More than a century and a half after the death of William F. Barton in a Confederate prison, his memory is finally preserved.
The Gratiot County native served with the 26th Michigan Volunteer Regiment, part of the Union Army, from 1862 to 1865 during the Civil War.
In 2018, Gail Goodwin Graham, part of the Barton family tree, published a book containing more than 50 letters Barton had written and sent to her parents, William T. and Catherine Barton, and other relatives.
Graham, who grew up in Ithaca but graduated from Mt. Pleasant High School, now resides in Arizona.
“This book has been a journey of love to discover what happened 158 years ago and how much we have changed as people and as a nation,” Graham said. “The book archives the personal letters, grammar and spelling as William wrote them. They bring home the life struggles of a soldier and his family.
Barton, who enlisted at age 20 in Hamilton Township, fought in a number of Civil War battles before being captured at Deep Bottom on the James River in Virginia, according to Graham.
But after being sent to Andersonville prison in Georgia, little is known. Barton is believed to have died of disease or starvation in the spring of 1865.
Graham and her husband Gordon traveled to the southern battlefields “to try to learn the truth”, she said.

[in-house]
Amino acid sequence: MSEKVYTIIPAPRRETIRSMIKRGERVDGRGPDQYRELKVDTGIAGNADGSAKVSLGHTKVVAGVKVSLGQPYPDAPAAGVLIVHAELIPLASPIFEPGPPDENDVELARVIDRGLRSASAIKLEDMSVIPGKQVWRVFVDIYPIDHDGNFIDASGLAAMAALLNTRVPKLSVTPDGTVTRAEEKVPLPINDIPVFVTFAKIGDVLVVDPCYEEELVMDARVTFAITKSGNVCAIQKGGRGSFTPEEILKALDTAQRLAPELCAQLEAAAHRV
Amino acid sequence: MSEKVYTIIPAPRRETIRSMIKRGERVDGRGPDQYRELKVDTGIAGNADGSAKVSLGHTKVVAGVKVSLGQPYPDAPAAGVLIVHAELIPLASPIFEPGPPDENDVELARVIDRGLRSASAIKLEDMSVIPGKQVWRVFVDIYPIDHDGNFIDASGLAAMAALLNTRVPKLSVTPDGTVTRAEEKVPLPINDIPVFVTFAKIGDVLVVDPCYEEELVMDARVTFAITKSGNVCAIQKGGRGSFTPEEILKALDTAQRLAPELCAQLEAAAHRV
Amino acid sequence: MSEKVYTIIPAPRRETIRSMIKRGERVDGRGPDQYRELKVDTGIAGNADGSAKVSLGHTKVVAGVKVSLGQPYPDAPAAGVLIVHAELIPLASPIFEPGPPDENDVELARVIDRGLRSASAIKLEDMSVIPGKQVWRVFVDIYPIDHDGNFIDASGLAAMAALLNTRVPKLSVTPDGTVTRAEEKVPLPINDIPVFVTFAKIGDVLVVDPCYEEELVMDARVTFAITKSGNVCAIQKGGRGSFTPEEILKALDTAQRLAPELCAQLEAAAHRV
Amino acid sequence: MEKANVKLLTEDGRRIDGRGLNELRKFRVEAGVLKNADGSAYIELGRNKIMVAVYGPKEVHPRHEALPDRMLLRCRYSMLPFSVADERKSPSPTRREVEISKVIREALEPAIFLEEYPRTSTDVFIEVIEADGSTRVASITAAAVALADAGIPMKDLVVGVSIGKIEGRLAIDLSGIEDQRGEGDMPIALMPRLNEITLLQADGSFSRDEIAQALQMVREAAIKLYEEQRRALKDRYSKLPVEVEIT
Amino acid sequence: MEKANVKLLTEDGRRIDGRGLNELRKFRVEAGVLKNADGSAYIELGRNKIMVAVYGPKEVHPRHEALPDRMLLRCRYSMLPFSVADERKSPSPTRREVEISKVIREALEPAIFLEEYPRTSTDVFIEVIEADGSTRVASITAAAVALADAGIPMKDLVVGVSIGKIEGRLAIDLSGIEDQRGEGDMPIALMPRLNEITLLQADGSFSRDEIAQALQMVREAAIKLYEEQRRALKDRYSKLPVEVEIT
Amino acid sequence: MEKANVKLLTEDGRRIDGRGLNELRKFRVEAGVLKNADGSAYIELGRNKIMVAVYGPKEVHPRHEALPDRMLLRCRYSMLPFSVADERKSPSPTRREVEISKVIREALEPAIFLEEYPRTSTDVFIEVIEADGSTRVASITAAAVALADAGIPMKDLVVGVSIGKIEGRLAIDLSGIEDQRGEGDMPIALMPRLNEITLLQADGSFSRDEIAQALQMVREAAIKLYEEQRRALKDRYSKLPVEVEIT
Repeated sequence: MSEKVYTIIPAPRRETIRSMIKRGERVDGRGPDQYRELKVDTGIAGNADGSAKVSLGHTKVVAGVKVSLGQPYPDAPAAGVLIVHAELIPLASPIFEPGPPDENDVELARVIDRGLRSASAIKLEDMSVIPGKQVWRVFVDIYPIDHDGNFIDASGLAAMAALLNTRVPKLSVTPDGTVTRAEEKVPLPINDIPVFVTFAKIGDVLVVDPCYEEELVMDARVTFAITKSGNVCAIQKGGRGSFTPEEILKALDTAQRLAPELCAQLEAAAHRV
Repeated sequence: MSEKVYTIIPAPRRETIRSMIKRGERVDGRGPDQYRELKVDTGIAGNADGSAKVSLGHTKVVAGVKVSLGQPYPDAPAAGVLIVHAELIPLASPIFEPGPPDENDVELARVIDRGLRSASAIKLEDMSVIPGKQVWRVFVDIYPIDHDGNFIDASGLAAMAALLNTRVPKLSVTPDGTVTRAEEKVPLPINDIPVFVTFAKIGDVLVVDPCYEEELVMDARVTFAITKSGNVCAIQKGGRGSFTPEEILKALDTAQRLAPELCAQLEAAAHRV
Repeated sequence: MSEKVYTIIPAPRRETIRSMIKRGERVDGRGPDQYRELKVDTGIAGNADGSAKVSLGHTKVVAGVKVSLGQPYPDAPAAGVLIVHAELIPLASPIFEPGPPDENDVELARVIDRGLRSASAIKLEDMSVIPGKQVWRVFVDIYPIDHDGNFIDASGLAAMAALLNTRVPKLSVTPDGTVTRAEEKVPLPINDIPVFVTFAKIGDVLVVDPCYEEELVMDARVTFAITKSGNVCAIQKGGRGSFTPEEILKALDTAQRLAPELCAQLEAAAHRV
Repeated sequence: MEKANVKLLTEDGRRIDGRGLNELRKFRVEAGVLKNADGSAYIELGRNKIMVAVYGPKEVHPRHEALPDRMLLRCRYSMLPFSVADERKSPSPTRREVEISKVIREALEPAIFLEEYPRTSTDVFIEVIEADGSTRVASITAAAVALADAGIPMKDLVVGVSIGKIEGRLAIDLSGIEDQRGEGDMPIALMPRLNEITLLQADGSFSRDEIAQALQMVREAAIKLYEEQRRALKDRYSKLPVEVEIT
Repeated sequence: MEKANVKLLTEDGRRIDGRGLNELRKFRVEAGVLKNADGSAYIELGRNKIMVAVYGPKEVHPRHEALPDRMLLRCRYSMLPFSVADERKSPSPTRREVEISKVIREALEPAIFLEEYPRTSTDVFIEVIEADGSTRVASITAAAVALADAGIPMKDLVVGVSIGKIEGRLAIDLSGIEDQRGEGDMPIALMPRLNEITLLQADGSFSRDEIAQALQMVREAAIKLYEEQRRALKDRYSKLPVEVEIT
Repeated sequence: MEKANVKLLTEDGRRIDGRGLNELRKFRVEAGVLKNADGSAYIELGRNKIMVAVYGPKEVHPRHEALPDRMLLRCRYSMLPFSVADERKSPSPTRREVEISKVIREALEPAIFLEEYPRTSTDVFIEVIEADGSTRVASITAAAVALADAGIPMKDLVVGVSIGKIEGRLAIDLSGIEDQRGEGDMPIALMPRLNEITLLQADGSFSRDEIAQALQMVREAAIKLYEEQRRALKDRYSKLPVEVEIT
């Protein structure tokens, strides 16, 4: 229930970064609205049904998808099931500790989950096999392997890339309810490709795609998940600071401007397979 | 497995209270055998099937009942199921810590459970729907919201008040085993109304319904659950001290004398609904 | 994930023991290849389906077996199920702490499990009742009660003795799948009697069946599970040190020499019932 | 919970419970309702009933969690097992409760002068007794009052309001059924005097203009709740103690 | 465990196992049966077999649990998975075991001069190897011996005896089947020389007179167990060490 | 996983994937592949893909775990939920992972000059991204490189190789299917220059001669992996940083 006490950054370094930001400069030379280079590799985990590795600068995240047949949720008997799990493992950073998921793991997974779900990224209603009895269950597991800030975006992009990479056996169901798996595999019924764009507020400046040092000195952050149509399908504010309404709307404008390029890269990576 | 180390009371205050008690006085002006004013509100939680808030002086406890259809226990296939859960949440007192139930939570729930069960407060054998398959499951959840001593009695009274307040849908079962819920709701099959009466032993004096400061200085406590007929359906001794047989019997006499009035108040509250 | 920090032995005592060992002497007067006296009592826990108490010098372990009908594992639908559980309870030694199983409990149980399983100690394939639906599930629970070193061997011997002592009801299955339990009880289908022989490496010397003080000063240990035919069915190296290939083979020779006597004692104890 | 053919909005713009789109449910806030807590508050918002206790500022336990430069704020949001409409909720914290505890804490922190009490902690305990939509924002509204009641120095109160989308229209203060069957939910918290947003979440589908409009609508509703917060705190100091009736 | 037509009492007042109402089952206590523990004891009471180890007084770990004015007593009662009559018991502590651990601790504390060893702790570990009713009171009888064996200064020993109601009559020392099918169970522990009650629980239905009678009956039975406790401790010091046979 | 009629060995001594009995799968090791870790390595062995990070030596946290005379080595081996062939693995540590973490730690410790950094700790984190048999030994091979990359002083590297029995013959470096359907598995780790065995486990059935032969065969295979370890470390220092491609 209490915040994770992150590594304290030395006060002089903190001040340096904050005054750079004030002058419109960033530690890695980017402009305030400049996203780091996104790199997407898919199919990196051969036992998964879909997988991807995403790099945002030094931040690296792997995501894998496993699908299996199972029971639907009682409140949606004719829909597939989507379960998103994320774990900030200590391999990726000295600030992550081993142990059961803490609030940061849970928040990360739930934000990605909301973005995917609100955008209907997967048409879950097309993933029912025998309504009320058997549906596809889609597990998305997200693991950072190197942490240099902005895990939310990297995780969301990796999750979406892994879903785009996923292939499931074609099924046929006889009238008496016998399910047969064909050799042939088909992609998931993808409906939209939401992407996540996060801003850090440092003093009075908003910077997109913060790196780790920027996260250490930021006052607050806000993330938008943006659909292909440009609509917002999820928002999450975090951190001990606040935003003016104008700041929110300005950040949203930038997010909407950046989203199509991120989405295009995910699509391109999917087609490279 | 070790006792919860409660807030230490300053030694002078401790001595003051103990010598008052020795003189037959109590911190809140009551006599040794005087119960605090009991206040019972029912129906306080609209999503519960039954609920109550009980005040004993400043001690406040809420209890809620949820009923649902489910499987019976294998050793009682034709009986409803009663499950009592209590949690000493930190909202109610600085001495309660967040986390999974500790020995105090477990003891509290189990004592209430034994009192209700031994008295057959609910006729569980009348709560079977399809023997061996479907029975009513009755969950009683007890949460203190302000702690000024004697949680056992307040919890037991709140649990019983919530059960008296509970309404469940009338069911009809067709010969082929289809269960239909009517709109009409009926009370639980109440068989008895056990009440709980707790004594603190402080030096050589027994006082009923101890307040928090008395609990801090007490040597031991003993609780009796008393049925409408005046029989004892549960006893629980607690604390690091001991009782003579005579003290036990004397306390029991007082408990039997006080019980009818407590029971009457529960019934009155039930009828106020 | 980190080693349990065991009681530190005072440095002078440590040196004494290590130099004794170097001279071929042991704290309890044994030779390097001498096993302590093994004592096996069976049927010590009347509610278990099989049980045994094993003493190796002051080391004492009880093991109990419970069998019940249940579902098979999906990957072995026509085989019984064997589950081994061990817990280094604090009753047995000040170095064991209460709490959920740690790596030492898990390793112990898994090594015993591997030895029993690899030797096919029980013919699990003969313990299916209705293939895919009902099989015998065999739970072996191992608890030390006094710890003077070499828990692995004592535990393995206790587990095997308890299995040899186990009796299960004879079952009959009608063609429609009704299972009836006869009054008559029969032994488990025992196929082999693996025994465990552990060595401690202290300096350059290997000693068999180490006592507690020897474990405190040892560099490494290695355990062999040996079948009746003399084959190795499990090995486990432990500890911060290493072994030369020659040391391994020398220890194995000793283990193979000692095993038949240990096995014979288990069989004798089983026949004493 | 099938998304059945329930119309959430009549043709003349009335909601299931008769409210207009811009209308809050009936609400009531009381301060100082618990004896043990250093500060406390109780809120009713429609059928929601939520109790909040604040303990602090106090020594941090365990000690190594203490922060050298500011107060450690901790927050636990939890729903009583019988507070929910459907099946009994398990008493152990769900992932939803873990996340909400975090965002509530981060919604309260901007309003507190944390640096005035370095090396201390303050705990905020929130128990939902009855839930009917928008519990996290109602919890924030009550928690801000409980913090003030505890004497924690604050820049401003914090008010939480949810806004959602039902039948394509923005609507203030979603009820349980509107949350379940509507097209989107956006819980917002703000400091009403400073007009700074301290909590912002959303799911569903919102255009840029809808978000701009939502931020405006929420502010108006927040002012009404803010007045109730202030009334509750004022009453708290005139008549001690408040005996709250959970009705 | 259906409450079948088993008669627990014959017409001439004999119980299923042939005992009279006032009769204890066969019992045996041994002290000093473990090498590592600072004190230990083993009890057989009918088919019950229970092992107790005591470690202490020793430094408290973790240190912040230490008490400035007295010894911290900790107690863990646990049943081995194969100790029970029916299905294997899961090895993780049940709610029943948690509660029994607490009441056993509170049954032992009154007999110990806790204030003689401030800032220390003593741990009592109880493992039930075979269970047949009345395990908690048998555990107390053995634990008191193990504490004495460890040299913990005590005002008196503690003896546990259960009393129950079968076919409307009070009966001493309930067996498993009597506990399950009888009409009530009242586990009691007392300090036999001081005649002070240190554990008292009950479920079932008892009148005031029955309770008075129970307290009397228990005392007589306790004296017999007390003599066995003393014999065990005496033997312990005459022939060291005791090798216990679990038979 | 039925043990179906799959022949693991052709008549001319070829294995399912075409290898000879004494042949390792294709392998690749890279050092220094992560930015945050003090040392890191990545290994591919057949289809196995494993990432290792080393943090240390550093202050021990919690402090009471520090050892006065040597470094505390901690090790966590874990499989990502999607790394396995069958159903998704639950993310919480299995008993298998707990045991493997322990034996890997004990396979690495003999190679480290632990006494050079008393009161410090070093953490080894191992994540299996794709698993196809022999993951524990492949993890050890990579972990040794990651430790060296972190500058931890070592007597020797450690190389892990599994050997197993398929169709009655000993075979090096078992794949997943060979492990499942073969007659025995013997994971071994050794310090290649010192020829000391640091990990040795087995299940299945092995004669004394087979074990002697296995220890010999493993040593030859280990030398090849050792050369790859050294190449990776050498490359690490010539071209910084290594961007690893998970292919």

“We believe he is buried in Salisbury National Cemetery in South Carolina, where mass graves and sweeping green lawns honor the Civil War dead in the South,” she said.
Currently, Barton’s only remembrance is his name engraved on the back of his father’s headstone at North Star Township Cemetery in Gratiot County.
But that is about to change.
Information about the book and Barton’s death was recently shared with the Sons of Union Veterans of the Civil War, an organization that helps commemorate those who fought for the North but have no burial place and have been forgotten.
The band and family members are holding a service at North Star Cemetery at 2 p.m. Monday to honor Barton. The public is invited to attend.
According to another parent, Jeff Godley, who grew up in Ithaca, graduated from Central Michigan University in 1978 and lived in Mt. Pleasant for 35 years before moving to Grand Rapids, Graham’s book was the impetus behind recognition and remembrance of Barton with his own grave.
Graham is his mother Beverly’s cousin. She and her husband Norm Godley lived in Mt. Pleasant for several years where they owned Norm’s Flower Petal.
“Most of the work and credit for this goes to Gail Goodwin Graham,” Godley said.
The letters she transcribed were primarily written to Barton’s mother and father, and several to his sister Cassy, he noted.
“He shares his experience of traveling to different cities on his way to war, and war stories of what happened to him and his friends he left with,” Godley explained. “It tells of the adaptation to military life and the victims of war, and the conditions in which they lived.”
The 121-page book, titled ‘Our Soldier William’, which also contains a full family tree beginning with Barton’s parents to the present day, was published by KENA West Inc. and is available by mail at [email protected] com.